Orthodox Patriarch Alexy II of Moscow could meet with John Paul II in a "neutral" country if disagreements between the two Churches are surmounted, the patriarchate said.
Russia Orthodox Father Vsevolod Tchaplin on Saturday said that before such a meeting could take place, it would be necessary "to resolve all the problems that are still pending, especially Catholic proselytism in Russia."
In a July statement, the Department of Foreign Relations of the Moscow Patriarchate denied in practice the Catholic Church's right to preach the Gospel in territories under the authority of the patriarchate.
Previously, the Vatican, through Cardinal Walter Kasper, president of the Pontifical Council for Promoting Christian Unity, explained that the "policy of the Holy See with the Russian Orthodox Church is clear: We want dialogue, we want cooperation, we reject proselytism, we want ecumenism, we want to foster the pastoral care of our Catholics."
Father Tchaplin said he thinks Slovenia could be a possible site for a meeting between John Paul II and Alexy II.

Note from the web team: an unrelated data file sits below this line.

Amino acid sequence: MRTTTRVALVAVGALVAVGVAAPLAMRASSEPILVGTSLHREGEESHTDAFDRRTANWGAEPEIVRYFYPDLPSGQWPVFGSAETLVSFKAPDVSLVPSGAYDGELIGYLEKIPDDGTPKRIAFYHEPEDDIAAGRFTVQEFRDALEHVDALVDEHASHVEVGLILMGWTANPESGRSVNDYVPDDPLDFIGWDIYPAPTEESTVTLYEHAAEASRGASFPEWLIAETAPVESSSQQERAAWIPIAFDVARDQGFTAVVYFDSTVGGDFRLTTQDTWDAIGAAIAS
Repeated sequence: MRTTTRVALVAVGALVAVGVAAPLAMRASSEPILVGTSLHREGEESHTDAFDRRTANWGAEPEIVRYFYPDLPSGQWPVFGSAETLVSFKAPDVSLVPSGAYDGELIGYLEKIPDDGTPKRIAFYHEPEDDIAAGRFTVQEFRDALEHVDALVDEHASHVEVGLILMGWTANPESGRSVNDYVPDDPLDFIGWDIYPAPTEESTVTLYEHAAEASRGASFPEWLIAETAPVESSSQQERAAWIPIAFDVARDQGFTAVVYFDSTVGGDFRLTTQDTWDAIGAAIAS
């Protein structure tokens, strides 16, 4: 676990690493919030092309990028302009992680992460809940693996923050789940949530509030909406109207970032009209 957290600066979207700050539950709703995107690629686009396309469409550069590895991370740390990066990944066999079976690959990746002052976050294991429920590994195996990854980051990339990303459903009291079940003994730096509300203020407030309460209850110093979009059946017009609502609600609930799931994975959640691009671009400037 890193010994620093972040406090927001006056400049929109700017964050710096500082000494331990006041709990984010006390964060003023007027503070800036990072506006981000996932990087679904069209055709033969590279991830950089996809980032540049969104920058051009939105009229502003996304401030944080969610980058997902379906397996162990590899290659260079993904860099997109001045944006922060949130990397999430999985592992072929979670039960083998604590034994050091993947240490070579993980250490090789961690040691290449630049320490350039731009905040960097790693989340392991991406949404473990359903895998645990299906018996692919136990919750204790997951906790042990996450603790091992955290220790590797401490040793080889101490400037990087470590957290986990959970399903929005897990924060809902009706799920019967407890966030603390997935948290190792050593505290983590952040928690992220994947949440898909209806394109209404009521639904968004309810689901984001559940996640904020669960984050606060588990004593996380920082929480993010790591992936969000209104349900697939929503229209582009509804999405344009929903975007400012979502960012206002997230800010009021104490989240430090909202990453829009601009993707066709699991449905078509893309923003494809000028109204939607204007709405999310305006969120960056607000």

"The patriarch of Moscow has had warm relations with Archbishop Franc Rode of Ljubljana, the head of the Slovene Catholic Church," the Orthodox priest said over radio station Echo Moscow.
"Only the resolution of all disagreements would make possible a meeting between the heads of the two Churches," Father Tchaplin added.
Relations between the Catholic Church and the Moscow Patriarchate have been particularly tense since February, when John Paul II established four new dioceses in Russia.
Since then, a Catholic bishop and four priests have been expelled from Russia, prompting Vatican spokesman Joaquín Navarro-Valls to note "talk of authentic persecution."